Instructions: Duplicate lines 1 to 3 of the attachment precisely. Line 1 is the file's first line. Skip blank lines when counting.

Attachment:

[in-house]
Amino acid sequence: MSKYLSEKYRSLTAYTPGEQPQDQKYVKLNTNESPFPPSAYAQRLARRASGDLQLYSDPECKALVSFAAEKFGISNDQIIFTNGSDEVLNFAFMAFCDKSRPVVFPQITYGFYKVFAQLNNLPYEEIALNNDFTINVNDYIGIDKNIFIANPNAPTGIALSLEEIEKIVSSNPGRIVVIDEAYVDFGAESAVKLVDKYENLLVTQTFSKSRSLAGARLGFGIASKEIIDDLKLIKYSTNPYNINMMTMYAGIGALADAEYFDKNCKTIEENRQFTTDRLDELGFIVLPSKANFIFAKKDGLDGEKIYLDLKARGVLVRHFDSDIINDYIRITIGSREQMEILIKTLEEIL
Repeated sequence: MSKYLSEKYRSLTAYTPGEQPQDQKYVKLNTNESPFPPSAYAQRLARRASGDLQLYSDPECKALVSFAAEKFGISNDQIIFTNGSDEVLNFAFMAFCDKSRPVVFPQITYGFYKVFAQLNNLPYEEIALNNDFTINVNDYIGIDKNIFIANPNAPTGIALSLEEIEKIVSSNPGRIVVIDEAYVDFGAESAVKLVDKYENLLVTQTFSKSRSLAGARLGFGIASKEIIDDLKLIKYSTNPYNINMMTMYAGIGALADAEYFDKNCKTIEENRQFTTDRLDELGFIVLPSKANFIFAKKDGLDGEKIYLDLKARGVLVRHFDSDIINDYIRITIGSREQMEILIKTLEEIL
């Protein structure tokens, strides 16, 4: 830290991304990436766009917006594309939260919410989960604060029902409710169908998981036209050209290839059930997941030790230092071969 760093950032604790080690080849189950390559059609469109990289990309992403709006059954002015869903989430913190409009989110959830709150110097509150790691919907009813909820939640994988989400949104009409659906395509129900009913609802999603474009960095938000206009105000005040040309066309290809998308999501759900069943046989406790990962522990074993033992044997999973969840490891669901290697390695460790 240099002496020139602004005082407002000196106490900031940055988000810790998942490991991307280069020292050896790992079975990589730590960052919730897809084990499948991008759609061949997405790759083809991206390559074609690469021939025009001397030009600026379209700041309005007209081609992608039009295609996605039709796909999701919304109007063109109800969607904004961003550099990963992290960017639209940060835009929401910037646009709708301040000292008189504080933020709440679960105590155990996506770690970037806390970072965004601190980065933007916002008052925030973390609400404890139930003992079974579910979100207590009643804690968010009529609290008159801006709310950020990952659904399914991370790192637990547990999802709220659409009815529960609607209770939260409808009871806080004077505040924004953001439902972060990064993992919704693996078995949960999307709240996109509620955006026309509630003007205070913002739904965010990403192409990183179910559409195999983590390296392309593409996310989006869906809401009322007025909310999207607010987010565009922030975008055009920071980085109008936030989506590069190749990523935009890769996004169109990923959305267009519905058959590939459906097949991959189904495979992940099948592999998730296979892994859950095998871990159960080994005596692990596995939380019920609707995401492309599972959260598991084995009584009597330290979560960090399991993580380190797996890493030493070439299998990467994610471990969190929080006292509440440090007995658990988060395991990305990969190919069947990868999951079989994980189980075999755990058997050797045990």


[in-house]
Amino acid sequence: MSKYLSEKYRSLTAYTPGEQPQDQKYVKLNTNESPFPPSAYAQRLARRASGDLQLYSDPECKALVSFAAEKFGISNDQIIFTNGSDEVLNFAFMAFCDKSRPVVFPQITYGFYKVFAQLNNLPYEEIALNNDFTINVNDYIGIDKNIFIANPNAPTGIALSLEEIEKIVSSNPGRIVVIDEAYVDFGAESAVKLVDKYENLLVTQTFSKSRSLAGARLGFGIASKEIIDDLKLIKYSTNPYNINMMTMYAGIGALADAEYFDKNCKTIEENRQFTTDRLDELGFIVLPSKANFIFAKKDGLDGEKIYLDLKARGVLVRHFDSDIINDYIRITIGSREQMEILIKTLEEIL
Repeated sequence: MSKYLSEKYRSLTAYTPGEQPQDQKYVKLNTNESPFPPSAYAQRLARRASGDLQLYSDPECKALVSFAAEKFGISNDQIIFTNGSDEVLNFAFMAFCDKSRPVVFPQITYGFYKVFAQLNNLPYEEIALNNDFTINVNDYIGIDKNIFIANPNAPTGIALSLEEIEKIVSSNPGRIVVIDEAYVDFGAESAVKLVDKYENLLVTQTFSKSRSLAGARLGFGIASKEIIDDLKLIKYSTNPYNINMMTMYAGIGALADAEYFDKNCKTIEENRQFTTDRLDELGFIVLPSKANFIFAKKDGLDGEKIYLDLKARGVLVRHFDSDIINDYIRITIGSREQMEILIKTLEEIL